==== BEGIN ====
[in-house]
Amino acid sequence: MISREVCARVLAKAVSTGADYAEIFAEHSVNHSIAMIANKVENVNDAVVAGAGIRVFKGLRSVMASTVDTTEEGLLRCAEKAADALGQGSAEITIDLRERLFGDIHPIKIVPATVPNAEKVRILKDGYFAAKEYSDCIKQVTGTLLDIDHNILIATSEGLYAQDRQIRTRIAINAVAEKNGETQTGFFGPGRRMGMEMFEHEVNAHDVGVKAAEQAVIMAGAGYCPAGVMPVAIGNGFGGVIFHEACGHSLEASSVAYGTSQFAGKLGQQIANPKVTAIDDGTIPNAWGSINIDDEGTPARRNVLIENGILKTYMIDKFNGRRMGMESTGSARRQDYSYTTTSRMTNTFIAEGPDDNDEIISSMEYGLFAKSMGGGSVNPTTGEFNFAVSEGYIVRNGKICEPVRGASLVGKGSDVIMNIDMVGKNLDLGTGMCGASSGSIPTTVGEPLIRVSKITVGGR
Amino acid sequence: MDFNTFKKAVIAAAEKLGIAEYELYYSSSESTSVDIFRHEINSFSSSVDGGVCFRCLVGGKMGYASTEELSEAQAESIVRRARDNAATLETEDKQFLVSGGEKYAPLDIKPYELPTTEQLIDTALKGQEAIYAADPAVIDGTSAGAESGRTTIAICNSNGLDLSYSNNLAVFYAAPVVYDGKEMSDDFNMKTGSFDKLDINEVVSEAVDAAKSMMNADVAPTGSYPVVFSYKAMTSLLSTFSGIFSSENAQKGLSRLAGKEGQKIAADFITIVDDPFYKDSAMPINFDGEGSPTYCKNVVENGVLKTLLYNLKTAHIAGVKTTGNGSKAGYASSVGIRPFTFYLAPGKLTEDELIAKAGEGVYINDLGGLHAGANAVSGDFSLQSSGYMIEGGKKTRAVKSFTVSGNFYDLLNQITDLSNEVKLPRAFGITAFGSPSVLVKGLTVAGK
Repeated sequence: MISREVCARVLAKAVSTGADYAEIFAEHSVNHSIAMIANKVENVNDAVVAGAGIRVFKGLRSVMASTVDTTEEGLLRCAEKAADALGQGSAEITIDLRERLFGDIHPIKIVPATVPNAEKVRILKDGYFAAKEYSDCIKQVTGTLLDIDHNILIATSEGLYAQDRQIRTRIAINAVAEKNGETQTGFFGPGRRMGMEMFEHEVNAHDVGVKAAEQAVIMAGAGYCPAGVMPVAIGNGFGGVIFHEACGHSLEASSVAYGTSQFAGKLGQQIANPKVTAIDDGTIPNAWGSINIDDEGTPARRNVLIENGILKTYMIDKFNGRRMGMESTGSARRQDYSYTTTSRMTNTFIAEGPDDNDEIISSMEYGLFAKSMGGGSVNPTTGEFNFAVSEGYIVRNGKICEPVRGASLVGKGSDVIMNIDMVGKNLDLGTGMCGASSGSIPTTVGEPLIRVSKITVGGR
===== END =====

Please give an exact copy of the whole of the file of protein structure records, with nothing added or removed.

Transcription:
[in-house]
Amino acid sequence: MISREVCARVLAKAVSTGADYAEIFAEHSVNHSIAMIANKVENVNDAVVAGAGIRVFKGLRSVMASTVDTTEEGLLRCAEKAADALGQGSAEITIDLRERLFGDIHPIKIVPATVPNAEKVRILKDGYFAAKEYSDCIKQVTGTLLDIDHNILIATSEGLYAQDRQIRTRIAINAVAEKNGETQTGFFGPGRRMGMEMFEHEVNAHDVGVKAAEQAVIMAGAGYCPAGVMPVAIGNGFGGVIFHEACGHSLEASSVAYGTSQFAGKLGQQIANPKVTAIDDGTIPNAWGSINIDDEGTPARRNVLIENGILKTYMIDKFNGRRMGMESTGSARRQDYSYTTTSRMTNTFIAEGPDDNDEIISSMEYGLFAKSMGGGSVNPTTGEFNFAVSEGYIVRNGKICEPVRGASLVGKGSDVIMNIDMVGKNLDLGTGMCGASSGSIPTTVGEPLIRVSKITVGGR
Amino acid sequence: MDFNTFKKAVIAAAEKLGIAEYELYYSSSESTSVDIFRHEINSFSSSVDGGVCFRCLVGGKMGYASTEELSEAQAESIVRRARDNAATLETEDKQFLVSGGEKYAPLDIKPYELPTTEQLIDTALKGQEAIYAADPAVIDGTSAGAESGRTTIAICNSNGLDLSYSNNLAVFYAAPVVYDGKEMSDDFNMKTGSFDKLDINEVVSEAVDAAKSMMNADVAPTGSYPVVFSYKAMTSLLSTFSGIFSSENAQKGLSRLAGKEGQKIAADFITIVDDPFYKDSAMPINFDGEGSPTYCKNVVENGVLKTLLYNLKTAHIAGVKTTGNGSKAGYASSVGIRPFTFYLAPGKLTEDELIAKAGEGVYINDLGGLHAGANAVSGDFSLQSSGYMIEGGKKTRAVKSFTVSGNFYDLLNQITDLSNEVKLPRAFGITAFGSPSVLVKGLTVAGK
Repeated sequence: MISREVCARVLAKAVSTGADYAEIFAEHSVNHSIAMIANKVENVNDAVVAGAGIRVFKGLRSVMASTVDTTEEGLLRCAEKAADALGQGSAEITIDLRERLFGDIHPIKIVPATVPNAEKVRILKDGYFAAKEYSDCIKQVTGTLLDIDHNILIATSEGLYAQDRQIRTRIAINAVAEKNGETQTGFFGPGRRMGMEMFEHEVNAHDVGVKAAEQAVIMAGAGYCPAGVMPVAIGNGFGGVIFHEACGHSLEASSVAYGTSQFAGKLGQQIANPKVTAIDDGTIPNAWGSINIDDEGTPARRNVLIENGILKTYMIDKFNGRRMGMESTGSARRQDYSYTTTSRMTNTFIAEGPDDNDEIISSMEYGLFAKSMGGGSVNPTTGEFNFAVSEGYIVRNGKICEPVRGASLVGKGSDVIMNIDMVGKNLDLGTGMCGASSGSIPTTVGEPLIRVSKITVGGR